Dark and Bloody Bourbon Mary

Bloody Mary

Dark and Bloody Bourbon Mary

1 teaspoon salt / pepper / paprika mix
2 ounces Kentucky Bourbon
2 large lemon wedges
1 tablespoon Bourbon Barrel Aged Worcestershire Sauce
1 can (6 ounces) campbell’s tomato juice

Blackberry Soda


Blackberry Soda

1.5 oz Ole Smokey Blackberry Moonshine
top off with soda water on ice

Rye Rocks

Rye Rocks

Locate your favorite whiskey glass
add ice
pour Rye


Bourbon Iced Tea

Rye Iced Tea
  • 3 cups fresh blackberries
  • 3/4 cup sugar
  • 2 tablespoons chopped fresh mint, plus mint sprigs for garnish
  • 6 good-quality black tea bags

Good-quality bourbon

Integer eleifend laoreet orci. Sed eleifend scelerisque sapien, ac cursus massa interdum in. Praesent ac mauris pellentesque, consequat lectus vitae, feugiat enim. Nulla non nulla vel massa iaculis gravida quis vel odio. Duis tincidunt odio vitae orci posuere rhoncus. Nulla suscipit vel ipsum ac adipiscing. Duis non lobortis nunc. Morbi in odio mollis, placerat nibh vitae, scelerisque libero. Integer facilisis urna sit amet euismod semper.

Bourbon Burger

Rye Burger

Burger Patties and Cheese:
30 ounces ground chuck (20 percent fat)
2 1/2 tablespoons bourbon (recommended: Bulleit brand)
1 1/2 tablespoons Worcestershire sauce
1 1/4 teaspoons dried oregano
1 1/2 teaspoons ground cumin
1 1/4 teaspoons table salt
30 grinds fresh black pepper
6 ounces Dubliner cheese (Kerrygold brand), thinly sliced and divided into 6 (1-ounce) servings

Sauteed Onions:
1 tablespoon olive oil
1 tablespoon unsalted butter (European style)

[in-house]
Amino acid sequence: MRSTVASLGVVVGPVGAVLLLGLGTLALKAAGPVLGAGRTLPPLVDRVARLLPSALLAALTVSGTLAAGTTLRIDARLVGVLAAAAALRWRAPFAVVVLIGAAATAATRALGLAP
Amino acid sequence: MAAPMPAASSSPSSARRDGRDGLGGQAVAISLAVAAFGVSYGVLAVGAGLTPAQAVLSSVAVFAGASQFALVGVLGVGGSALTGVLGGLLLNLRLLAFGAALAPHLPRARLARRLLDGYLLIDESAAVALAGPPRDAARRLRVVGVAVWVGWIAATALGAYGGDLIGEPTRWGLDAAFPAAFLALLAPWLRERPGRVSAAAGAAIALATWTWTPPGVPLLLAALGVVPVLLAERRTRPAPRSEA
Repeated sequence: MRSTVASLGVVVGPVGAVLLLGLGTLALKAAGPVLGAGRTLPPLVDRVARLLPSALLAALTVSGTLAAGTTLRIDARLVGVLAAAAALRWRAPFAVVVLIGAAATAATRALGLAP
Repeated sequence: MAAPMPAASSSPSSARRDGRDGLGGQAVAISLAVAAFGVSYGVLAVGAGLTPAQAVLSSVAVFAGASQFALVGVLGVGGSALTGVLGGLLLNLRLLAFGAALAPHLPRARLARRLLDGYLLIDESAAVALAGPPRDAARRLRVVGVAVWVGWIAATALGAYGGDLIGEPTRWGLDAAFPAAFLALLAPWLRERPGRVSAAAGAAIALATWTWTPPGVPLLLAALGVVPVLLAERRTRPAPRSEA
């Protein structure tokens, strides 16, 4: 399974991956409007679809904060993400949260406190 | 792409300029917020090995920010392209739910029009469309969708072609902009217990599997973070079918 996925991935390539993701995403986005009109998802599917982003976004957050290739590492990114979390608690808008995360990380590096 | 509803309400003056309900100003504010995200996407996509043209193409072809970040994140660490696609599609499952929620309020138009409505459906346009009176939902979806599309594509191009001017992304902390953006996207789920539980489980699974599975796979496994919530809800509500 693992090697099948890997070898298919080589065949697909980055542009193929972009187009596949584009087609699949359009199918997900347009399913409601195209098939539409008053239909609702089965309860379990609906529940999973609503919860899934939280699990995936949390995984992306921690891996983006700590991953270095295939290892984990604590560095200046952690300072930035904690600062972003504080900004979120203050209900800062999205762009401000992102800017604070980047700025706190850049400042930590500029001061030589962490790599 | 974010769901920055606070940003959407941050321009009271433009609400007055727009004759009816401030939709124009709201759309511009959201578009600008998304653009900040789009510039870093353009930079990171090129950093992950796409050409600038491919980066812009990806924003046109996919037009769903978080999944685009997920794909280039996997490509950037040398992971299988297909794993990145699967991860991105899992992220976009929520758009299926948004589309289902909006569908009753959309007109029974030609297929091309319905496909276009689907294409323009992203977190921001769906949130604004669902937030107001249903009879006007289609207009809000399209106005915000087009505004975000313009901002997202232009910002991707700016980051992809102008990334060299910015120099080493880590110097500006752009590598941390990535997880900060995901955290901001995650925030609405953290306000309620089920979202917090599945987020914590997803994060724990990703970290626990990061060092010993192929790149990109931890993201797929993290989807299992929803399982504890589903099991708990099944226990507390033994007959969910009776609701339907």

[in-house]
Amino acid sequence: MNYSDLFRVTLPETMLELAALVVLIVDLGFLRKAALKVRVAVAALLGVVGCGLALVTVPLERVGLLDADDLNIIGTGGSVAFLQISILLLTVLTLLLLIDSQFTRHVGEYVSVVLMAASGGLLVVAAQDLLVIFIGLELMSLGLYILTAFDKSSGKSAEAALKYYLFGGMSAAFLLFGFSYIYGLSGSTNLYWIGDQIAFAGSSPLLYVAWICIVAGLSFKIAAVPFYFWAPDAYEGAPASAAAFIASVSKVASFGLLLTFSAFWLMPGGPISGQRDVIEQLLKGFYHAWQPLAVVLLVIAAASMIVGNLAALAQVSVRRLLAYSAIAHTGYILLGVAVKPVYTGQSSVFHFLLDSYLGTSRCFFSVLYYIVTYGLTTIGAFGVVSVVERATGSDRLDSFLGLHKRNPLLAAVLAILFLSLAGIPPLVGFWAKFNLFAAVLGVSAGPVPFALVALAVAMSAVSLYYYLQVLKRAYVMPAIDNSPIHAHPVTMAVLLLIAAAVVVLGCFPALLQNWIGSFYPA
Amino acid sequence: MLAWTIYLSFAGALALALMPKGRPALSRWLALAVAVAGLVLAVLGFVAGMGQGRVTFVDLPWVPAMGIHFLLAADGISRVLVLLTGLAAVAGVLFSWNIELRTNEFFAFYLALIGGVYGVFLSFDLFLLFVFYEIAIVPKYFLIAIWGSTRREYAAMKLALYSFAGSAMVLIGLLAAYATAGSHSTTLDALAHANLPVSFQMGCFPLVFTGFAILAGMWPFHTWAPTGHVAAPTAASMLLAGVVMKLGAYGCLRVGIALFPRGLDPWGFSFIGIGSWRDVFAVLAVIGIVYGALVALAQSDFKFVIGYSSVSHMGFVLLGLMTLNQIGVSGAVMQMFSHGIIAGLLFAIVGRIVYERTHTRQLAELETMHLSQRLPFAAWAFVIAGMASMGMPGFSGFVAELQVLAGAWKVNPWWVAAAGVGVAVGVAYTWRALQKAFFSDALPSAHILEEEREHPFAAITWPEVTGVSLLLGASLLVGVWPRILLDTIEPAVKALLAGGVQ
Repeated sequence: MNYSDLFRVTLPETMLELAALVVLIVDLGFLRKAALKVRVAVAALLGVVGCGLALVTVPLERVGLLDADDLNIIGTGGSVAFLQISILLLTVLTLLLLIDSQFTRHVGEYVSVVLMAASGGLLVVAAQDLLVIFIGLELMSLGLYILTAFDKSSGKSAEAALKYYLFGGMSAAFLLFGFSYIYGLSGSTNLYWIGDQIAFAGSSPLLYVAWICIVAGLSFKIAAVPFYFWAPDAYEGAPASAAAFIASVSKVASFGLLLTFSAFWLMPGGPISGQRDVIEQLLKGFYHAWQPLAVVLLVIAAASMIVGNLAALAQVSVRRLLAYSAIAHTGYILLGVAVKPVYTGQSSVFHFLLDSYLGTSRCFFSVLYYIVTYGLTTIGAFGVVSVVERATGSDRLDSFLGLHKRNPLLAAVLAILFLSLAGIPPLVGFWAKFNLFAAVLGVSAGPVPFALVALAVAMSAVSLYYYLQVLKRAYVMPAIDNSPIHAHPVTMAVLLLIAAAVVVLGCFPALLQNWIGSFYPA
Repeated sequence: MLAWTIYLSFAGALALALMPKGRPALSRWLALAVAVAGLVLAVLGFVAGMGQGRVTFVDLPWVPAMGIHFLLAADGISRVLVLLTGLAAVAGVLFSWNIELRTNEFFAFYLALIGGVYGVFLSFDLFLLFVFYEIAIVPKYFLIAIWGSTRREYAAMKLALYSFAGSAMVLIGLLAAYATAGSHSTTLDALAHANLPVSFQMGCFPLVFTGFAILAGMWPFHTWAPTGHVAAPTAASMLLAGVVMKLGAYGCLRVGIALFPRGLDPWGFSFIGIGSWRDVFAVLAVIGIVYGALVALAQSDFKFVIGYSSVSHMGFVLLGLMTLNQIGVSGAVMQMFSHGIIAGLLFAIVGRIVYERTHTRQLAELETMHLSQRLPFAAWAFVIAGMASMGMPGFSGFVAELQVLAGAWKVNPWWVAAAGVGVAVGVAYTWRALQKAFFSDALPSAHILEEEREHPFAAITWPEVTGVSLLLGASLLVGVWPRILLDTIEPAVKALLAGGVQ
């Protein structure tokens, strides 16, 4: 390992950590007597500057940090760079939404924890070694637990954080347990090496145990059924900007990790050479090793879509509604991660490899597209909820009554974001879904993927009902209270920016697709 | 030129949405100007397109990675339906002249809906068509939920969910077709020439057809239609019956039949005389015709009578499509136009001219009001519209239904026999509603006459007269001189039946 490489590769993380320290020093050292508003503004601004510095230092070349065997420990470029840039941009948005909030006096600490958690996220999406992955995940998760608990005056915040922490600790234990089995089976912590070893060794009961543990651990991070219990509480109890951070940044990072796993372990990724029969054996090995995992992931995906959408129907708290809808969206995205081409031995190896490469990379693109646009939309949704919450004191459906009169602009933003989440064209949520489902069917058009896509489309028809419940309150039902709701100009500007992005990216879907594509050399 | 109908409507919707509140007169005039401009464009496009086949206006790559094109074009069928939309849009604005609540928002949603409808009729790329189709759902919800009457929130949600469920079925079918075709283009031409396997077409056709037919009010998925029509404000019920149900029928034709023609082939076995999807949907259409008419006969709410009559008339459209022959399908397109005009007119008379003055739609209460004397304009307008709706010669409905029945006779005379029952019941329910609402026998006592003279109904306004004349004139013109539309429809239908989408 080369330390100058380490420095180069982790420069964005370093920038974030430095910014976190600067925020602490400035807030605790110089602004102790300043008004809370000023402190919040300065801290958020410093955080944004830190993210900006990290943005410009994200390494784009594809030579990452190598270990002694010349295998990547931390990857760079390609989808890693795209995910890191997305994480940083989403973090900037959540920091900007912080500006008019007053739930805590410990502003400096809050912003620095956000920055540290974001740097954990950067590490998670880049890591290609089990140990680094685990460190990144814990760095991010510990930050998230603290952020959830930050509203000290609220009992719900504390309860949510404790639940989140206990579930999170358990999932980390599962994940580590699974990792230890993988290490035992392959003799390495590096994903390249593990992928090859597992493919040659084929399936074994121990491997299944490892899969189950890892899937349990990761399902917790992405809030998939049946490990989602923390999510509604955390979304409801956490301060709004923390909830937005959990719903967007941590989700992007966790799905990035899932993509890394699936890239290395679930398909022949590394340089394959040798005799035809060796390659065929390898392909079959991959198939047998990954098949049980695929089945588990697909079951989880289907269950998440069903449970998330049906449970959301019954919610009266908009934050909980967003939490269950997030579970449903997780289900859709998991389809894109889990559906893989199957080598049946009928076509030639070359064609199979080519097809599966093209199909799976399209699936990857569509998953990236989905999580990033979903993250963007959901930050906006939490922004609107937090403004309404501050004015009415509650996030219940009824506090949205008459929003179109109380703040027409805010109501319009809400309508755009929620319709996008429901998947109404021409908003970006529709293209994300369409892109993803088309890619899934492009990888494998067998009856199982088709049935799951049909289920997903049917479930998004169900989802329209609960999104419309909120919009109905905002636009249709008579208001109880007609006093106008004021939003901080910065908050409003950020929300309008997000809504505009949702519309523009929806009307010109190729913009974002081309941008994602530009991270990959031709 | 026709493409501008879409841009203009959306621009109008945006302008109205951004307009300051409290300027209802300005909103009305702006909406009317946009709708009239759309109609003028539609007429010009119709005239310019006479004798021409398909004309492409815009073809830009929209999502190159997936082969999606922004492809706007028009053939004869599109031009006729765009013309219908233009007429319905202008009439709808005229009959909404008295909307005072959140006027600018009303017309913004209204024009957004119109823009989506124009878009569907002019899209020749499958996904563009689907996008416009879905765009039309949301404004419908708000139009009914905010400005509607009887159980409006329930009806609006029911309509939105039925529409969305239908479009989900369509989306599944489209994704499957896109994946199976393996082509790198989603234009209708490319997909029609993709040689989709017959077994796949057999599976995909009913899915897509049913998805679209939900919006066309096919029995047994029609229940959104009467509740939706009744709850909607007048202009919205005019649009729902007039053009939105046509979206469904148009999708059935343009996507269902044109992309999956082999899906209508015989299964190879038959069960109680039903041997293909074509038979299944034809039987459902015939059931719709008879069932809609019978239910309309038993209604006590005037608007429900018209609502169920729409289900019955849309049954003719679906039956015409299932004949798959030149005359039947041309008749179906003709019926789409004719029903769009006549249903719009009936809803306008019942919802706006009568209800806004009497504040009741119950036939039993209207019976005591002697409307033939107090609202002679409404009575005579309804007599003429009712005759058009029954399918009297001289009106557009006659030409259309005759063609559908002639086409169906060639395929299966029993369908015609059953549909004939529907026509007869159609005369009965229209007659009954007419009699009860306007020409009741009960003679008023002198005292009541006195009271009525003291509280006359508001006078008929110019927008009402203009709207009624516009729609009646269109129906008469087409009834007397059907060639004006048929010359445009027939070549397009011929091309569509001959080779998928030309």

1 large Vidalia onion, halved (through the core) and thinly sliced (1/4-inch)
1/4 teaspoon table salt
8 grinds fresh black pepper
1/4 teaspoon dried oregano
1/4 teaspoon ground cumin
1/4 cup bourbon (recommended: Bulleit brand)

Brioche hamburger-sized buns, halved
3 tablespoons unsalted butter (European style), at room temperature

Rye Sour

Bourbon Sour

2 oz bourbon whiskey
1 oz lemon juice
1/2 tsp superfine sugar
1 slice orange
1 maraschino cherry

Bourbon on the Rocks


The Plan

Find a good bourbon
Select your favorite glass from your bar
Drop in a couple of cubes
Pour over ice



Classic Manhattan


3/4 oz sweet vermouth
2 1/2 oz bourbon whiskey
1 dash  bitters
1 maraschino cherry
1 twist orange peel

Combine the vermouth, bourbon whiskey, and bitters with 2 – 3 ice cubes in a mixing glass. Stir or shake gently so you won’t cloud the drink. Place the cherry in a chilled cocktail glass and strain the whiskey mixture over the cherry.

Perfect Manhattan


2 oz blended whiskey
1/2 oz sweet vermouth
1/2 oz dry vermouth
1 dash bitters

Shake with ice to chill, pour into a low ball cocktail glass, and garnish with a maraschino cherry.


Cara’s Feature


750 JB White
1 can Concentrated OJ (Do not add water)
1 can Concentrated Limeade or Lemonade (Do not add water)
1 jar Maraschino Cherries. (I use DK Michigan Cherry since I don’t care for the Cherries)
2 Ltr Lemon-Lime Soda

Blend all ingredients together-place in freezer minimum 24 hrs.

**Once you remove from freezer, stir mixture from the bottom. Slight separation may have occurred during the freezing**